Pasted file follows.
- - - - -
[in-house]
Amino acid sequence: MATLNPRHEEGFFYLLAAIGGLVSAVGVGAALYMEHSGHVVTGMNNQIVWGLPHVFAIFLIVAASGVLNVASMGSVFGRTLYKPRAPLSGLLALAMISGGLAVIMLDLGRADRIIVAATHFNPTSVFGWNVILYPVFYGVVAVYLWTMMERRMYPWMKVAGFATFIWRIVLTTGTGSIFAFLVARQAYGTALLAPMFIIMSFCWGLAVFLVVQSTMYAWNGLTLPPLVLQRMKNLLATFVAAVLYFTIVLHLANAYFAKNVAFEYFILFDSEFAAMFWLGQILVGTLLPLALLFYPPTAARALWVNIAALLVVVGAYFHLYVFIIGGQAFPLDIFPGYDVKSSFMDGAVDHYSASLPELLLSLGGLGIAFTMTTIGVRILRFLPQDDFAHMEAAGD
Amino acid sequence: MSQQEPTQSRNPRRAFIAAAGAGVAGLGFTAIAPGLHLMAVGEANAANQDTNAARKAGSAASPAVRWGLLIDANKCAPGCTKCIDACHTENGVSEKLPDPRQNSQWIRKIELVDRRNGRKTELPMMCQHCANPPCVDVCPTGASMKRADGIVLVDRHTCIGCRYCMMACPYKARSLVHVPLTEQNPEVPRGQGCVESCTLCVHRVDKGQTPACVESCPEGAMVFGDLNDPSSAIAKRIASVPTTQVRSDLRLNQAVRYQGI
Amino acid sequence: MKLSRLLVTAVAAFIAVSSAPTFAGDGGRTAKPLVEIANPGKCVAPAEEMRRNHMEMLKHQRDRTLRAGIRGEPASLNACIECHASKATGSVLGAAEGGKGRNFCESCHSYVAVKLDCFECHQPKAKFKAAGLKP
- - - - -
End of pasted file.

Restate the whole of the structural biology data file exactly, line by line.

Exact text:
[in-house]
Amino acid sequence: MATLNPRHEEGFFYLLAAIGGLVSAVGVGAALYMEHSGHVVTGMNNQIVWGLPHVFAIFLIVAASGVLNVASMGSVFGRTLYKPRAPLSGLLALAMISGGLAVIMLDLGRADRIIVAATHFNPTSVFGWNVILYPVFYGVVAVYLWTMMERRMYPWMKVAGFATFIWRIVLTTGTGSIFAFLVARQAYGTALLAPMFIIMSFCWGLAVFLVVQSTMYAWNGLTLPPLVLQRMKNLLATFVAAVLYFTIVLHLANAYFAKNVAFEYFILFDSEFAAMFWLGQILVGTLLPLALLFYPPTAARALWVNIAALLVVVGAYFHLYVFIIGGQAFPLDIFPGYDVKSSFMDGAVDHYSASLPELLLSLGGLGIAFTMTTIGVRILRFLPQDDFAHMEAAGD
Amino acid sequence: MSQQEPTQSRNPRRAFIAAAGAGVAGLGFTAIAPGLHLMAVGEANAANQDTNAARKAGSAASPAVRWGLLIDANKCAPGCTKCIDACHTENGVSEKLPDPRQNSQWIRKIELVDRRNGRKTELPMMCQHCANPPCVDVCPTGASMKRADGIVLVDRHTCIGCRYCMMACPYKARSLVHVPLTEQNPEVPRGQGCVESCTLCVHRVDKGQTPACVESCPEGAMVFGDLNDPSSAIAKRIASVPTTQVRSDLRLNQAVRYQGI
Amino acid sequence: MKLSRLLVTAVAAFIAVSSAPTFAGDGGRTAKPLVEIANPGKCVAPAEEMRRNHMEMLKHQRDRTLRAGIRGEPASLNACIECHASKATGSVLGAAEGGKGRNFCESCHSYVAVKLDCFECHQPKAKFKAAGLKP